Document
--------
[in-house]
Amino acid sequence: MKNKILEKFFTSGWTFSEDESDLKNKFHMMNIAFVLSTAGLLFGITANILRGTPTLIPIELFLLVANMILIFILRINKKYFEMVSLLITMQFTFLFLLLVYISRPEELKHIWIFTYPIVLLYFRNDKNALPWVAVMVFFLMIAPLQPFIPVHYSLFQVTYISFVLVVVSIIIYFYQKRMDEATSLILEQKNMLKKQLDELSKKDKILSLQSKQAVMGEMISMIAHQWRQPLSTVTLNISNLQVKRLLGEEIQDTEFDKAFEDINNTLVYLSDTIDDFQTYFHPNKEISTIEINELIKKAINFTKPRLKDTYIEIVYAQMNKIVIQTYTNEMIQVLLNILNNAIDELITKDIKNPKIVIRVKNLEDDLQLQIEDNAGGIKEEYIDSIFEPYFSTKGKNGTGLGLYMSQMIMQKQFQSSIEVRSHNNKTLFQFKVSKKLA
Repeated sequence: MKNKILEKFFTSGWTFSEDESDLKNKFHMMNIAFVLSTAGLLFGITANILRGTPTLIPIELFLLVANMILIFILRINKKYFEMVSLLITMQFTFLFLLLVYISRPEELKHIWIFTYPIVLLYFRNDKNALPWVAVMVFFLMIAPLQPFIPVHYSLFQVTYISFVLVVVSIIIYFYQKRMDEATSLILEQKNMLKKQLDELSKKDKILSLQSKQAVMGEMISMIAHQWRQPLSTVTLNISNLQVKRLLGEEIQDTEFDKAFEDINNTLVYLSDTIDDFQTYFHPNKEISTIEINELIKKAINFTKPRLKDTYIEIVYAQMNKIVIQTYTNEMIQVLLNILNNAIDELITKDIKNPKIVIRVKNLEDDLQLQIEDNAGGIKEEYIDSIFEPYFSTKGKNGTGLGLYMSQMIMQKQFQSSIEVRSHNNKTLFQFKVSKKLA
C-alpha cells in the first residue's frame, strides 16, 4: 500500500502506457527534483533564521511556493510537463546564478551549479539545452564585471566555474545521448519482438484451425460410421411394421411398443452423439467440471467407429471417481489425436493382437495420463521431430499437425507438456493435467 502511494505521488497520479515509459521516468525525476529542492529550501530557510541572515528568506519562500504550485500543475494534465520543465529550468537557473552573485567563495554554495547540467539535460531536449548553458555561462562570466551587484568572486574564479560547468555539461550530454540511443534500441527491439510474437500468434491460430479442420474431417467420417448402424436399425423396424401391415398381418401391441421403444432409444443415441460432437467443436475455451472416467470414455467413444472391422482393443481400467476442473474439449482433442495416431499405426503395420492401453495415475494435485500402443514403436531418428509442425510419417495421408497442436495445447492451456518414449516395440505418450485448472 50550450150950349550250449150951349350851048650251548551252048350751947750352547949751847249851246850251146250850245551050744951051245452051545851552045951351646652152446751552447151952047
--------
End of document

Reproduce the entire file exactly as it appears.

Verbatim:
[in-house]
Amino acid sequence: MKNKILEKFFTSGWTFSEDESDLKNKFHMMNIAFVLSTAGLLFGITANILRGTPTLIPIELFLLVANMILIFILRINKKYFEMVSLLITMQFTFLFLLLVYISRPEELKHIWIFTYPIVLLYFRNDKNALPWVAVMVFFLMIAPLQPFIPVHYSLFQVTYISFVLVVVSIIIYFYQKRMDEATSLILEQKNMLKKQLDELSKKDKILSLQSKQAVMGEMISMIAHQWRQPLSTVTLNISNLQVKRLLGEEIQDTEFDKAFEDINNTLVYLSDTIDDFQTYFHPNKEISTIEINELIKKAINFTKPRLKDTYIEIVYAQMNKIVIQTYTNEMIQVLLNILNNAIDELITKDIKNPKIVIRVKNLEDDLQLQIEDNAGGIKEEYIDSIFEPYFSTKGKNGTGLGLYMSQMIMQKQFQSSIEVRSHNNKTLFQFKVSKKLA
Repeated sequence: MKNKILEKFFTSGWTFSEDESDLKNKFHMMNIAFVLSTAGLLFGITANILRGTPTLIPIELFLLVANMILIFILRINKKYFEMVSLLITMQFTFLFLLLVYISRPEELKHIWIFTYPIVLLYFRNDKNALPWVAVMVFFLMIAPLQPFIPVHYSLFQVTYISFVLVVVSIIIYFYQKRMDEATSLILEQKNMLKKQLDELSKKDKILSLQSKQAVMGEMISMIAHQWRQPLSTVTLNISNLQVKRLLGEEIQDTEFDKAFEDINNTLVYLSDTIDDFQTYFHPNKEISTIEINELIKKAINFTKPRLKDTYIEIVYAQMNKIVIQTYTNEMIQVLLNILNNAIDELITKDIKNPKIVIRVKNLEDDLQLQIEDNAGGIKEEYIDSIFEPYFSTKGKNGTGLGLYMSQMIMQKQFQSSIEVRSHNNKTLFQFKVSKKLA
C-alpha cells in the first residue's frame, strides 16, 4: 500500500502506457527534483533564521511556493510537463546564478551549479539545452564585471566555474545521448519482438484451425460410421411394421411398443452423439467440471467407429471417481489425436493382437495420463521431430499437425507438456493435467 502511494505521488497520479515509459521516468525525476529542492529550501530557510541572515528568506519562500504550485500543475494534465520543465529550468537557473552573485567563495554554495547540467539535460531536449548553458555561462562570466551587484568572486574564479560547468555539461550530454540511443534500441527491439510474437500468434491460430479442420474431417467420417448402424436399425423396424401391415398381418401391441421403444432409444443415441460432437467443436475455451472416467470414455467413444472391422482393443481400467476442473474439449482433442495416431499405426503395420492401453495415475494435485500402443514403436531418428509442425510419417495421408497442436495445447492451456518414449516395440505418450485448472 50550450150950349550250449150951349350851048650251548551252048350751947750352547949751847249851246850251146250850245551050744951051245452051545851552045951351646652152446751552447151952047